• A different example would be the act of cyber-terrorism agains a highly-automated factory or plant production of any kind of product: food, equipment, vehicles etc. In case this organisation is highly reliant on the technological control, including a human control only in the end of production, not on the checkpoint stages, then any malfunction would be extremely hard to point out, fix and as a result to spot out a cyber-crime being committed.

    Privacy violation:

    The law of privacy is the recognition of the individual's right to be let alone and to have his personal space inviolate. The right to privacy as an independent and distinctive concept originated in the field of Tort law. In recent times, however, this right has acquired a constitutional status [Rajagopal Vs State of TN [(1994) 6 SCC 632], the violation of which attracts both civil as well as criminal consequences under the respective laws. Modern enterprise and invention have, through invasions upon his privacy, subjected him to mental pain and distress, far greater than could be inflicted by mere bodily injury. Right to privacy is a part of the right to life and personal liberty enshrined under Article 21 of the Constitution of India. With the advent of information technology the traditional concept of right to privacy has taken new dimensions, which require a different legal outlook.

    To meet this challenge recourse of Information Technology Act, 2000 can be taken. The various provisions of the Act protect the online privacy rights of the net users. These rights are available against private individuals as well as against cyber terrorists. Section 1 (2) read with Section 75 of the Act provides for an extra-territorial application of the provisions of the Act. Thus, if a person (including a foreign national) contravenes the privacy of an individual by means of computer, computer system or computer network located in India, he would be liable under the provisions of the Act. This makes it clear that the long arm jurisdiction is equally available against a cyber terrorist, whose act has resulted in the damage of the property, whether tangible or intangible.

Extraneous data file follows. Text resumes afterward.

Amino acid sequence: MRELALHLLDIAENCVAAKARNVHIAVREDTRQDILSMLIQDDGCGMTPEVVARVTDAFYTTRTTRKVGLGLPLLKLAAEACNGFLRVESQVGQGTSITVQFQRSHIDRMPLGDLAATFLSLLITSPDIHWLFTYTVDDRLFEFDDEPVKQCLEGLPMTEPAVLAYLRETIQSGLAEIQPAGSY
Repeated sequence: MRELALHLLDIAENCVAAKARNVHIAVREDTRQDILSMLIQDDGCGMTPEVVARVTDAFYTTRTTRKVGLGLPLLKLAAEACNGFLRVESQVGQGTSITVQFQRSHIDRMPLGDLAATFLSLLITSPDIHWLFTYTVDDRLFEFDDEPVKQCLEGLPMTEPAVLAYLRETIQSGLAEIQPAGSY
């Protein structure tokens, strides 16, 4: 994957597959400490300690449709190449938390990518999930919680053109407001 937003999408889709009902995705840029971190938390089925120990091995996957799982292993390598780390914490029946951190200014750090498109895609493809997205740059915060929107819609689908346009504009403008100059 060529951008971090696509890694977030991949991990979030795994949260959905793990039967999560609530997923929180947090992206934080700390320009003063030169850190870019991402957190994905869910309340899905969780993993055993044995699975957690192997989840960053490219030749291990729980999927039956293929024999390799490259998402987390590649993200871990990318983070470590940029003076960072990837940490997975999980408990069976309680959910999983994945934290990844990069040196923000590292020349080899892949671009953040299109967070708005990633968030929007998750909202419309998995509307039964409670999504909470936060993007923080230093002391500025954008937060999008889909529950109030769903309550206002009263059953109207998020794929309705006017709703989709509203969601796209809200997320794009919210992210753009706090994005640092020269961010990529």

Secret information appropriation and data theft:

    The information technology can be misused for appropriating the valuable Government secrets and data of private individuals and the Government and its agencies. A computer network owned by the Government may contain valuable information concerning defence and other top secrets, which the Government will not wish to share otherwise. The same can be targeted by the terrorists to facilitate their activities, including destruction of property. It must be noted that the definition of property is not restricted to moveable or immoveable alone. In R.K. Dalmia v Delhi Administration the Supreme Court held that the word "property" is used in the I.P.C in a much wider sense than the expression "movable property". There is no good reason to restrict the meaning of the word "property" to moveable property only, when it is used without any qualification. Whether the offence defined in a particular section of IPC can be committed in respect of any particular kind of property, will depend not on the interpretation of the word "property" but on the fact whether that particular kind of property can be subject to the acts covered by that section.

    (III) Demolition of e-governance base:
    The aim of e-governance is to make the interaction of the citizens with the government offices hassle free and to share information in a free and transparent manner. It further makes the right to information a meaningful reality. In P.U.C.L. V U.O.I the Supreme Court specified the grounds on which the government can withhold information relating to various matters, including trade secrets. The Supreme Court observed: " Every right- legal or moral- carries with it a corresponding objection. It is subject to several exemptions/ exceptions indicated in broad terms.